Elizabeth Yin launched the email newsletter ad network LaunchBit out of 500 Startups, raising $950k investment to date. Follow her on Twitter at @launchbit.

    Jennifer Chin (Co-Founder & COO, LaunchBit)
    Front-end designer Jennifer Chin of LaunchBit boasts a PhD in Materials Science & Engineering from MIT. Follow her on Twitter at @launchbit.

    Jessica Mah (Co-Founder & CEO, InDinero)
    Jessica Mah built InDinero for a real-time dashboard to make small business accounting easy for everyone. Follow her on Twitter at @JessicaMah.

    Leah Busque (Founder & CEO, TaskRabbit)
    Back by popular demand, TaskRabbit founder Leah Busque resumed her CEO title as it was announced on TechCrunch this week. Follow her on Twitter at @labusque.

    Poornima Vijayashanker (Founder & CEO, BizeeBee)
    Mint.com employee #2 and software engineer Poornima Vijayashanker started BizeeBee for SMBs. Follow her on Twitter at @poornima.

    Amy Sheng (Co-Founder, CellScope)
    Mechanical engineer Amy co-founded CellScope to extend the reach of diagnosis with medical microscopy from your smartphone. Follow Amy on Twitter at @AmySheng.

    Ayah Bdeir (Founder & Lead Engineer, littlebits)
    Ayah created litteBits, an award-winning kit of pre-assembled circuits that snap together with tiny magnets. No soldering, no wiring, no programming. Follow Ayah on Twitter at @AyahBdeir.

    Annie Chang (Co-Founder & Head of Products, LOLapps)
    “Don’t be fooled by the name of her startup” warned Fast Company. Annie Chang co-founded LOLapps, which was acquired by 6waves in July 2011. Follow her on Twitter at @lolapps.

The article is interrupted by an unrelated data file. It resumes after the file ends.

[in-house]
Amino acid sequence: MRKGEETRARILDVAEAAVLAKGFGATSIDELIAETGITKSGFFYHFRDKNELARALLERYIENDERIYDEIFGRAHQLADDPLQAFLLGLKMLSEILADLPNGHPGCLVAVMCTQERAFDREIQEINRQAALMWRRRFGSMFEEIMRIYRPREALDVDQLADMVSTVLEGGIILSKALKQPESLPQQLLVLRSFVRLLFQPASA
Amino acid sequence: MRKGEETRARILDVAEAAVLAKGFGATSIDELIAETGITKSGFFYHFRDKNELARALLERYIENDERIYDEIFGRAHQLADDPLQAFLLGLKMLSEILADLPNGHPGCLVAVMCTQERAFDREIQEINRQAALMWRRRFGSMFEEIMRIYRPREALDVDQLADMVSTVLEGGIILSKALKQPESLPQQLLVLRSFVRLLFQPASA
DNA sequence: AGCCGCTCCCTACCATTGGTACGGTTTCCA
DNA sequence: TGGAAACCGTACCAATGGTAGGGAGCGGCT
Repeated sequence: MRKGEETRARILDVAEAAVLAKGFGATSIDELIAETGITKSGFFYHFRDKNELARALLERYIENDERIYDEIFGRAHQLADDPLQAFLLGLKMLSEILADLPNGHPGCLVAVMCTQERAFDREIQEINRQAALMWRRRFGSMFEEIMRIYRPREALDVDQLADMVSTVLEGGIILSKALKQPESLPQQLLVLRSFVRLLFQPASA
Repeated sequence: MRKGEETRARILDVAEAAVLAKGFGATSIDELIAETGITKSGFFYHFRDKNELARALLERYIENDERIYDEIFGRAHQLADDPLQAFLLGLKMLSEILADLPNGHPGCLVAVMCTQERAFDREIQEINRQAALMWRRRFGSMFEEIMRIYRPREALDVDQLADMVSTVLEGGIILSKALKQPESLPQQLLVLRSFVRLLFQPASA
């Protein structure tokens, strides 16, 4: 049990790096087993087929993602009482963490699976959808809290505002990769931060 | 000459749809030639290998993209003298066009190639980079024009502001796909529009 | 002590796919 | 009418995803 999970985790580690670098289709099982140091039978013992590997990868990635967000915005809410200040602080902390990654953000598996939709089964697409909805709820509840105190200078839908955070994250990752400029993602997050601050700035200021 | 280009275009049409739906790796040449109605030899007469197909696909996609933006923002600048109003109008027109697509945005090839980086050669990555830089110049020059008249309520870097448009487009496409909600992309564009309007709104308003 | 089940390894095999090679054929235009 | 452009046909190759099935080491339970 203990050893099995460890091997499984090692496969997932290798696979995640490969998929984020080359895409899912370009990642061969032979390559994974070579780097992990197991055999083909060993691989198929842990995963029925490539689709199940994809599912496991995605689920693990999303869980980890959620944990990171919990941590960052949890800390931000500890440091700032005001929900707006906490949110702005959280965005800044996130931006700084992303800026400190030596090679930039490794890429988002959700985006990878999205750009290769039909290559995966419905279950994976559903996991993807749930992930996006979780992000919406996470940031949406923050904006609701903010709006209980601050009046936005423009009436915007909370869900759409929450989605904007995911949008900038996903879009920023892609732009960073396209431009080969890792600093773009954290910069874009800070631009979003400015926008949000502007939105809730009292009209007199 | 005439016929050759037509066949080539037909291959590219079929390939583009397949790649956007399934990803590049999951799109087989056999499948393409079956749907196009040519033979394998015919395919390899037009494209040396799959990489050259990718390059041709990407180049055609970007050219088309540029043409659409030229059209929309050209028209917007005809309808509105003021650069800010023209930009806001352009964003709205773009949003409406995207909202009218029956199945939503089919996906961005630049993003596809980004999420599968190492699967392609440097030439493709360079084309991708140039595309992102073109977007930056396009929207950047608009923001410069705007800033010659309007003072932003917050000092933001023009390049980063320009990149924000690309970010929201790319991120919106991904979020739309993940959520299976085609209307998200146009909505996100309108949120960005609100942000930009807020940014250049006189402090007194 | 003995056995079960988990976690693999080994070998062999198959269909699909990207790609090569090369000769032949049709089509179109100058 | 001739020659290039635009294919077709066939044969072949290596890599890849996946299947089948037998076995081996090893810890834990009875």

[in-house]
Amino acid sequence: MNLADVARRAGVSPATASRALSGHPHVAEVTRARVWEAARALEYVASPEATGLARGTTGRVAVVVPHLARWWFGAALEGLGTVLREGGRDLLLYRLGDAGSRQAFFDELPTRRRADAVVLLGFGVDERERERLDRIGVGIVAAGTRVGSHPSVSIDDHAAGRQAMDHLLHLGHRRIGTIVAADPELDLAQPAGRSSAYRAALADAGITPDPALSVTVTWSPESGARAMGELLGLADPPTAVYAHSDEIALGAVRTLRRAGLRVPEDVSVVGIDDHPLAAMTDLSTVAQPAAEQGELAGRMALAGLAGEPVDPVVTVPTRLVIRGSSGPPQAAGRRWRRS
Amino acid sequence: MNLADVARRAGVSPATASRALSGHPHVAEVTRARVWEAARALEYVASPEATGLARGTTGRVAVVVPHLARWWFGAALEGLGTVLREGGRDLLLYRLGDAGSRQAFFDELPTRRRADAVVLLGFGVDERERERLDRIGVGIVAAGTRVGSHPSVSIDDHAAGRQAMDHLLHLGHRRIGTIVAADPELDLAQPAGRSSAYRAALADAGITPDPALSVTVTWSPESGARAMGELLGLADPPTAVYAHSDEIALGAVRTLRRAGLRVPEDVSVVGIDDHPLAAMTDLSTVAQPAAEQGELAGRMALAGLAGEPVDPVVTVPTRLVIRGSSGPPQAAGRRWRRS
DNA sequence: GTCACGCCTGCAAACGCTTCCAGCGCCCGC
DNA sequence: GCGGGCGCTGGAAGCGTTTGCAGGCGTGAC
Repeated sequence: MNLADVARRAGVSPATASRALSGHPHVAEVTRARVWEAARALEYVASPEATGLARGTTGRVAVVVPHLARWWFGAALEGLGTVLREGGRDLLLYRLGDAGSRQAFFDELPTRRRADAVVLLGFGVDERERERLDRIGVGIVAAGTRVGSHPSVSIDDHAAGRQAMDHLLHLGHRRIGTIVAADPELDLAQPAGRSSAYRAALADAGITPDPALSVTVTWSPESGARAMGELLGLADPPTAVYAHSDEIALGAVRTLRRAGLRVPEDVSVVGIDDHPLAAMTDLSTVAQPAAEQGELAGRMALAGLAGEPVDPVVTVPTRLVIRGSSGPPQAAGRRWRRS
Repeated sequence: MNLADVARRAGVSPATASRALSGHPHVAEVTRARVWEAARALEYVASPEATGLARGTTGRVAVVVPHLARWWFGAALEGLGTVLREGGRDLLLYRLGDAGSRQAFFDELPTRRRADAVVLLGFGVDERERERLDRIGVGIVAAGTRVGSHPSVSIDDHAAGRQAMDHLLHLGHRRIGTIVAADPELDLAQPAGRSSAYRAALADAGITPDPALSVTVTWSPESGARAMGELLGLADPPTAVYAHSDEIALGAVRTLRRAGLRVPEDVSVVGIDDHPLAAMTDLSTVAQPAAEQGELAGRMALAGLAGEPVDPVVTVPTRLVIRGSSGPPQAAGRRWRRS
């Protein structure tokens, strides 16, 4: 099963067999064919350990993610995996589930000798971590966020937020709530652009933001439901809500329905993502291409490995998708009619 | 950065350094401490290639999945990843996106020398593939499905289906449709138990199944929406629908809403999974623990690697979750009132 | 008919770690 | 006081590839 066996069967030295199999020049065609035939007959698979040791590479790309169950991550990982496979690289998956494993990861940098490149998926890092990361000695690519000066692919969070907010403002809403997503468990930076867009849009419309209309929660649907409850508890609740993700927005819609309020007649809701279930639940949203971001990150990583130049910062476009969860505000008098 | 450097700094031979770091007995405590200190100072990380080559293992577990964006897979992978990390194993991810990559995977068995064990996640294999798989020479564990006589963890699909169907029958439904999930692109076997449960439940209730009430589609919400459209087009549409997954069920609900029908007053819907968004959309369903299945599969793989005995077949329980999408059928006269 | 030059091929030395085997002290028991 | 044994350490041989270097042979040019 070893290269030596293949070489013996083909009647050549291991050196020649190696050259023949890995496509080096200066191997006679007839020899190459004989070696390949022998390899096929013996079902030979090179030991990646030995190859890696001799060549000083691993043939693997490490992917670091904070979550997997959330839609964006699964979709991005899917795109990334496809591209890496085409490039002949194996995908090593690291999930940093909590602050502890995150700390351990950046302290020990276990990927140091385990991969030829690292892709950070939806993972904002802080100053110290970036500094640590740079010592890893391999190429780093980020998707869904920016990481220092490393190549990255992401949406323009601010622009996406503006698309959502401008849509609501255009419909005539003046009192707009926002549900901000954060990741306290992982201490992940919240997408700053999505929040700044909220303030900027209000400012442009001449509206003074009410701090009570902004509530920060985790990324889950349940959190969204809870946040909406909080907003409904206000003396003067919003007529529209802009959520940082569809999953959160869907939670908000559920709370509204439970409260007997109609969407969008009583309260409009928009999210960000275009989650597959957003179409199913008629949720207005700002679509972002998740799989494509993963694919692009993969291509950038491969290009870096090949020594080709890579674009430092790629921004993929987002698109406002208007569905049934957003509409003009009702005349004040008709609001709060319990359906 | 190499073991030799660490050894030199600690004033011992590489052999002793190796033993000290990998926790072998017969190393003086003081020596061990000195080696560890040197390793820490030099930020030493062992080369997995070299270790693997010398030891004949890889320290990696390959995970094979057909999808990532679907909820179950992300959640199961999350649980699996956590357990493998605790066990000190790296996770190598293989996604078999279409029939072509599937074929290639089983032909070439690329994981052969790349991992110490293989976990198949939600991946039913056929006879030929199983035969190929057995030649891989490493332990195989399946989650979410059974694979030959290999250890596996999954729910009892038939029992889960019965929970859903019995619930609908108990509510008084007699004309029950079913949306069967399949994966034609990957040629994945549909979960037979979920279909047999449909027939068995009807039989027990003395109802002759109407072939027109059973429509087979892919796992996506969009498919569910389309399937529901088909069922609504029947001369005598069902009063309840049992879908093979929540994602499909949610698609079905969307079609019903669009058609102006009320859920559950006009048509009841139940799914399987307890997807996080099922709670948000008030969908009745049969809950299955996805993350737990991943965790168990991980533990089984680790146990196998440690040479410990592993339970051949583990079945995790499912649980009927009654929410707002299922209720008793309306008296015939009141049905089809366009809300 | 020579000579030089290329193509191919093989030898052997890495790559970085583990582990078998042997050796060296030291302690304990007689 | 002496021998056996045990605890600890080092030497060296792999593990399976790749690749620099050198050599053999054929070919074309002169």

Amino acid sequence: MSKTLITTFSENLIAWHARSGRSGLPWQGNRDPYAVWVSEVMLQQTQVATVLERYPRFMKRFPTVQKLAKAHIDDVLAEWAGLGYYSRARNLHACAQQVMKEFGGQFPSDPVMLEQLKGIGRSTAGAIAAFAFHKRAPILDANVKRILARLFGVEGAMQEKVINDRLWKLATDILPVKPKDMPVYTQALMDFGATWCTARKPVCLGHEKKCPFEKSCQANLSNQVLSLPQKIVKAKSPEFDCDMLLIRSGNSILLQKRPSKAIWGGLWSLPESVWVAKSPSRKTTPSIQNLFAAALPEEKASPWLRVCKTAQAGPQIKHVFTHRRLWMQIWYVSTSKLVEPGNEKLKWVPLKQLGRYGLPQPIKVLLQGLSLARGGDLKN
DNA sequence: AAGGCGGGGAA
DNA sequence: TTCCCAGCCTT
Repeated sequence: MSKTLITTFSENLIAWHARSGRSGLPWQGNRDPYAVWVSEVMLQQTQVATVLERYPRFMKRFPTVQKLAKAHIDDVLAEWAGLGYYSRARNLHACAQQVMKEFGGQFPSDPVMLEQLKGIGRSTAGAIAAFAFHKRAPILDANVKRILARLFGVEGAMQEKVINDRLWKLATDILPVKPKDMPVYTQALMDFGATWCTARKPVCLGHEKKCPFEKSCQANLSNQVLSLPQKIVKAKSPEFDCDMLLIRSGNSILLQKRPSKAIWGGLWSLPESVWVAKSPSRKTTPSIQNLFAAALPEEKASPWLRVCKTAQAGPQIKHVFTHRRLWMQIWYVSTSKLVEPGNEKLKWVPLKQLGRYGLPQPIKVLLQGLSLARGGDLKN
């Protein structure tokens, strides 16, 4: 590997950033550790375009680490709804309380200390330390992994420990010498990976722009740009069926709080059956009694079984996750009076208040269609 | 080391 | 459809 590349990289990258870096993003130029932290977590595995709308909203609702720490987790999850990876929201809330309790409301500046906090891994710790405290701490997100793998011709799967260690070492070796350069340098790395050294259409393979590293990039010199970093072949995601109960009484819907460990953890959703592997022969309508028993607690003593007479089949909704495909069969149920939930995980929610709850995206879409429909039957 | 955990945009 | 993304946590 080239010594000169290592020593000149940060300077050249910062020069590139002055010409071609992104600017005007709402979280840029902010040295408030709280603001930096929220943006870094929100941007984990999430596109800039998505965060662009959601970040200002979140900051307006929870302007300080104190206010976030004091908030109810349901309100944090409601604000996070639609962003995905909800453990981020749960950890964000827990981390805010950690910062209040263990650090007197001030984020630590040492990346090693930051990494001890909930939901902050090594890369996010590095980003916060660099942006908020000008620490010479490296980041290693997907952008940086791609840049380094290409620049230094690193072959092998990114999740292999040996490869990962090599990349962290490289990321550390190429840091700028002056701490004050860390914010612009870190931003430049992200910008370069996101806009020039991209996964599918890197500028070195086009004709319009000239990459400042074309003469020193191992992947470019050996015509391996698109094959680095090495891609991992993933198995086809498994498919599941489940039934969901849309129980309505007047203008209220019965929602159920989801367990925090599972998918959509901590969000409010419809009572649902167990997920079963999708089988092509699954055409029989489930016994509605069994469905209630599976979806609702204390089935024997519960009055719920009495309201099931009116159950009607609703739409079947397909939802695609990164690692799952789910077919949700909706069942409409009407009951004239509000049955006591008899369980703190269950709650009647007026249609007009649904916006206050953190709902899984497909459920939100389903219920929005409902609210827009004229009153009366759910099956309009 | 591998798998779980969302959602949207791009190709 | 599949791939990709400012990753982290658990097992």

Dr. Vivienne Ming (Co-Founder, Chief Scientist & Executive Director, Socos)
    Dr. Ming is a theoretical neuroscientist launching an edu-tech startup building cognitive analytics for the classroom. Follow her on Twitter at @neuraltheory and her startup at @socos_me.

    Julie Yoo (Co-Founder & Chief Product Officer, Kyruus)
    Julie built the first version of the company’s data mining platform. She leads the product team at Kyruus, which received $5.5M Series A in 2011. Follow her on Twitter at @julesyoo.

    Michelle Norgan (Co-Founder & CPO, Kismet)
    Michelle, who launched her product onstage at the inaugural Women 2.0 PITCH conference, taught herself iOS programming and co-founded Kismet. Follow her on Twitter at @mnorgan.

    Chandini Ammineni (Co-Founder, ActivityHero)
    Chandini Ammineni build apps including one to help pregnant moms see the heartbeat of their babies on the iPhone, then stated ActivityHero. Follow her on Twitter at @ammineni.

    Peggy Chang (Co-Founder, ActivityHero)
    An engineer with an MBA, Peggy Chang led product management teams for Intuit, Charles Schwab and the LA Times before joining ActivityHero.

    Marcela Miyazawa (Co-Founder, Wanderable)
    Former 23andMe product manager and Stanford computer science major Marcela Miyazawa co-founded Wanderable to provide experiential honeymoon registries.

    Tracy Osborn (Founder & CEO, WeddingLovely)
    Designer and self-taught Django developer Tracy Osborn launched WeddingLovely herself until she found her technical co-founder Julia Grace. Follow her on Twitter at @limedaring.

    Erica Douglass (Founder & CEO, Whoosh Traffic)
    Prior to Whoosh Traffic, Erica Douglass sold her web hosting company for $1.1M. She built everything (website to server hardware) from scratch. Follow her on Twitter at @ericabiz.

    Email submissions to [email protected]. Thank you for helping us grow this list!